The comic Ohjoysextoy.com sums up a few important highlights of the book: read the comic here

Although it is geared towards women, I trust this will be insightful to anyone who has ever been in the proximity of one.

[edit] another Goodread review that sums up my response pretty well:
Callista wrote:You don't need to read this if you meet all the following criteria: you've never felt ashamed or [b]othered for your emotional response to anything, you've got the stress cycle down pat, you know that sex isn't a drive, you've never had a sexual or emotional response that you didn't utterly understand and agree with, and you don't know anyone that ever has.

Yeah, you need to read this.

One note, however. If you, like me, have been blaming yourself for everything under the sun your whole life, it will be difficult to read. If you avoid hugs because they make you cry, if words get stuck in your throat until you feel like you're suffocating, you have to read this. You won't enjoy it, not really, but you need it.

Re: Recommend a book

Posted: Thu Jun 02, 2016 12:49 pm UTC
by Zohar
At a friend's recommendation I got around to reading Ted Chiang's Stories of Your Life and Others. I'm only up to the 3rd story, but so far it has been very, very good. It seems a lot of people love the "Understand" story, which I found interesting, but not as emotionally impacting and surprising as Babylon. Now reading Division by Zero, which is its own sort of fascinating mind-horror.

Re: Recommend a book

Posted: Mon Jun 06, 2016 7:50 am UTC
by Kalium_Puceon
Isotope_238 wrote:I second The Martian. It was so engrossing that I read the whole thing in one sitting. I might have to stop being a Golden Age SF snob and start reading some newer science fiction.


Dang, The Martian is such a fun book and really refreshing if you're a big science geek, because it at least tries to make some physical sense when it comes to the science parts.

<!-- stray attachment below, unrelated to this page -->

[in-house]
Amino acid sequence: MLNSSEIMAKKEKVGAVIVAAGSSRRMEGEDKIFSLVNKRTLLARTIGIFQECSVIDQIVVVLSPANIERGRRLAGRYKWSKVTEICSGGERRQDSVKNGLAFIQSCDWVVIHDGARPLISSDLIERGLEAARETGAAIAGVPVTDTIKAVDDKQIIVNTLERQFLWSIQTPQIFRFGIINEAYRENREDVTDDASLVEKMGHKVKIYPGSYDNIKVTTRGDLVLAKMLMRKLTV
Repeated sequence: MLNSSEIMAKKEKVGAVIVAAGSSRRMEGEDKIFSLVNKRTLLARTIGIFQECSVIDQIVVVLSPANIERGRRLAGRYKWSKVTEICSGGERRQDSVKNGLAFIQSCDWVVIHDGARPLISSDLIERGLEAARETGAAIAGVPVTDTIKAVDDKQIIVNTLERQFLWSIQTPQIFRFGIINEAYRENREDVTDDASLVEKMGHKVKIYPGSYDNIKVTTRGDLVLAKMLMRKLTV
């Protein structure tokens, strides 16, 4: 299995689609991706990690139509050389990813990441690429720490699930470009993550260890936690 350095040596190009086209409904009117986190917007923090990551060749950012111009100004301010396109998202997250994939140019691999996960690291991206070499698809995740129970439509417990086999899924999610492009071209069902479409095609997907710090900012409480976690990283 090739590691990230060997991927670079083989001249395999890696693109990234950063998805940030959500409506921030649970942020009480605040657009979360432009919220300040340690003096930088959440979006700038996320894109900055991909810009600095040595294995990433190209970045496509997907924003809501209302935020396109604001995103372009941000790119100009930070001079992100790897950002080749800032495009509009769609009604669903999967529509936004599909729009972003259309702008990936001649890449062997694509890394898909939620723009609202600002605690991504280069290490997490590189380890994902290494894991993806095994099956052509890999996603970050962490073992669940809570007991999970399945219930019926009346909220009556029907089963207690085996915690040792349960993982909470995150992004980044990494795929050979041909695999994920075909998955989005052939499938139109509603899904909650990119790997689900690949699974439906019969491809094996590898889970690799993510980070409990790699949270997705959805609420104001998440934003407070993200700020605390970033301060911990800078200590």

Otherwise, Sam Kean writes a really cool set of non-fiction books called The Disappearing Spoon, The Violinist's Thumb and The Tale of the Duelling Neurosurgeons, which are about the Elements of the Perioidic Table, Genetics and Neuroscience respectively. The books tell the story of how particular facets of each field were discovered, and so cover more than just the science but also the unusual characters and circumstances surrounding them. They're really interesting reads and good if you want a quick overview of the history of the fields (for instance, the Neuroscience one begins in the mid 1500's.)

Re: Recommend a book

Posted: Tue Aug 02, 2016 10:20 am UTC
by samuelgorbold
I'm reading right now The Magus (1965) is a postmodern novel by British author John Fowles. It's my second time reading this book.
I totally recommend it.
The most exciting descriptions of characters' feelings.

Re: Recommend a book

Posted: Tue Aug 02, 2016 12:46 pm UTC
by Izawwlgood
I just read the first book in Max Gladstones Craft sequence, and found it to be entertaining and thought provoking, if beyond campy. Gargoyles vs Vampires are silly window dressing to a pretty cool theology war.

Re: Recommend a book

Posted: Fri Sep 30, 2016 12:48 am UTC
by Liri
For some very unique Australian post-apocalyptic fiction, read "Souls in the Great Machine" by Sean McMullen. It's the first in a trilogy.

It's really weird. There are no good (as in, good people) characters with more than 5 lines. No one to empathize with. Requires a good sense of direction.

The second two are even more opaque. Lots of characters, all of them dicks. They're also uncomfortably rapey (not that much but more than 0). I didn't feel good after finishing them, but it's refreshing (?) to be made to feel discomfort every now and then.

If this still sounds like a recommendation, then great, if not, that's okay too.

Re: Recommend a book

Posted: Fri Jul 14, 2017 6:00 pm UTC
by heuristically_alone
The Alien Invasion thread keeps making me think of the series by Orson Scott Card First Formic War Trilogy . An interesting take on what human civilization will be like and how we react to our first alien encounter. Also an orgin stories prequel to Ender's Game. Pretty phenominal.